An Excerpt * by Lee Ziegler 1988
* Revised 1997
The trot: In a trot the horse will not nod his head in any way, & his
hind quarters will remain steady as his whole body rises and falls with the
motion of the gait. His tail may sway a bit from side to side as his body
swings in a good relaxed trot. In a good trot a horse "tracks up"
& sets his hind hoof down on the track of the front on the same side.
The fox trot: In the fox trot the horse nods his head & neck up &
down in time with the motion of his shoulders & the reach of his hind
legs. His hind quarters will bob up & down in rhythm with his gait. He
will seem to take a long, reaching step in front & a quicker, higher step
in back, "breaking" (bending sharply) at the hock as his hind hoof
hesitates before following the diagonal front to the ground. The horse may
"cap" or disfigure his front track with his hind in this gait.
The "fox walk": Again, this is very similar to the fox trot, just
done at a slower speed. The horse will almost always "cap" his front
track with his hind in the gait. Top speed is probably no more than 6 mph in
the fox walk.
The pace: In a true pace a horse will swing his neck & head from side
to side, away from the advancing foreleg. He will also swing or
"wag" his hindquarters from side to side in this gait. There will be
no up & down bob of the head or croup in a pace, but his whole body may
appear to rise & fall in a motion similar to the trot. A horse will
usually overstep his front track with his hind by a fair amount in the pace.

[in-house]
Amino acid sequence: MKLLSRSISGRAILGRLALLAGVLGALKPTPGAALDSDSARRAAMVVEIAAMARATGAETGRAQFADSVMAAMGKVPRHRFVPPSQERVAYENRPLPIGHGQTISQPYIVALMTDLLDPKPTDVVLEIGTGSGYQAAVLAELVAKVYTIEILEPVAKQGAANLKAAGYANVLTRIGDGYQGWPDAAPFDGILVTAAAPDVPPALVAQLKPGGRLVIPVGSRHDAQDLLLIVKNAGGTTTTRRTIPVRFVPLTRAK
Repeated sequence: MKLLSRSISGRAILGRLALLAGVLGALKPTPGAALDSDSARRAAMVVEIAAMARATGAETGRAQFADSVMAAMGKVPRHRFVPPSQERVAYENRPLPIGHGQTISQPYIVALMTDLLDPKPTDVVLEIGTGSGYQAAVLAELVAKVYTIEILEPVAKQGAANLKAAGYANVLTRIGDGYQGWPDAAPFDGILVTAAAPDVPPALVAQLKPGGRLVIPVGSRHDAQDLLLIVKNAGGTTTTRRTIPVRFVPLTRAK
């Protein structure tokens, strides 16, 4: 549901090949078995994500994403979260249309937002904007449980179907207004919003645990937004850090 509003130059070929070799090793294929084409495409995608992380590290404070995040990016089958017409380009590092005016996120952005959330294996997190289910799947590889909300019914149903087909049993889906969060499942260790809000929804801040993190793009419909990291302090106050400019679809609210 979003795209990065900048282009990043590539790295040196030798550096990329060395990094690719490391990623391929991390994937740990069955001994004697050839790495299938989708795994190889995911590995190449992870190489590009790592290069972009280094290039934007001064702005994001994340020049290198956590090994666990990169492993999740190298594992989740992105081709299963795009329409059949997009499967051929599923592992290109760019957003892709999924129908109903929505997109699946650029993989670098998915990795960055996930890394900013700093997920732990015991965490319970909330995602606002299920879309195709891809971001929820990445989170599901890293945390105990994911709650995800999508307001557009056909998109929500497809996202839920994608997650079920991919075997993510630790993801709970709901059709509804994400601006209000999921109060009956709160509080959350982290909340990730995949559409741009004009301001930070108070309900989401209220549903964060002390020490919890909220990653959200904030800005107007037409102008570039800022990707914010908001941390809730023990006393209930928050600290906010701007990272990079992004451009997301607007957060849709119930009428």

The stepping pace: A horse in a stepping pace will usually swing his head
from side to side with no bobbing motion of the croup. His back will stay
relatively stable, with none of the up & down movement of the pace or
trot. Again, a horse will usually overstep his front track by some distance in
the stepping pace.
The "saddle" or stepped rack: There is no head nod in this gait,
but the hindquarters are very active in an up and down bobbing motion. The
shoulders also move up & down, creating the high action of the front legs.
The horse takes a fairly short step, overstepping his front rack by a short
distance. There may or may not be some "paddling" or "termino"
in the front legs as they move outward from the shoulder.
The rack: Again, there is no head nod in this gait, & the shoulders
& hindquarters are very active. The horse appears to jump from one foot to
the other as he moves. There is more overstep in this gait than in the
"saddle" but not as much as in the running walk.
The walk: In an ordinary walk, a horse (& not just a gaited one) will
nod his head & neck up & down with the motion of his shoulder &
the protraction & contraction of the muscles along his back. The croup
will remain steady with no bobbing up & down. There will be some over step
of the front track by the hind of the same side, the distance varying with the
conformation & speed of the horse.
The flat walk: In this type of walk the head nod will be noticeably more
rapid than in the ordinary walk. The undulating motion of the ordinary walk
diminishes with increased speed, making the back more stable. The croup will
remain steady with no up & down bob, & the over step may be more than
in the ordinary walk. Again, speed & conformation will affect the amount
of over reach. This is simply a faster, more active version of a regular walk.
The running walk: Head nod continues into the fastest of the walking gaits.
The croup remains steady & the hind legs take long, reaching steps, unlike
the higher, quicker motion in the fox trot. There is no obvious
"breaking" in the hocks in the running walk, & the front legs
take a less reachy step than in the fox trot. Over step increases so that the
horse is often stepping over his front rack by a couple of feet.
The passo llano: In this gait, the head nod disappears, its place taken by
the action of the shoulders know as termino. The croup action remains the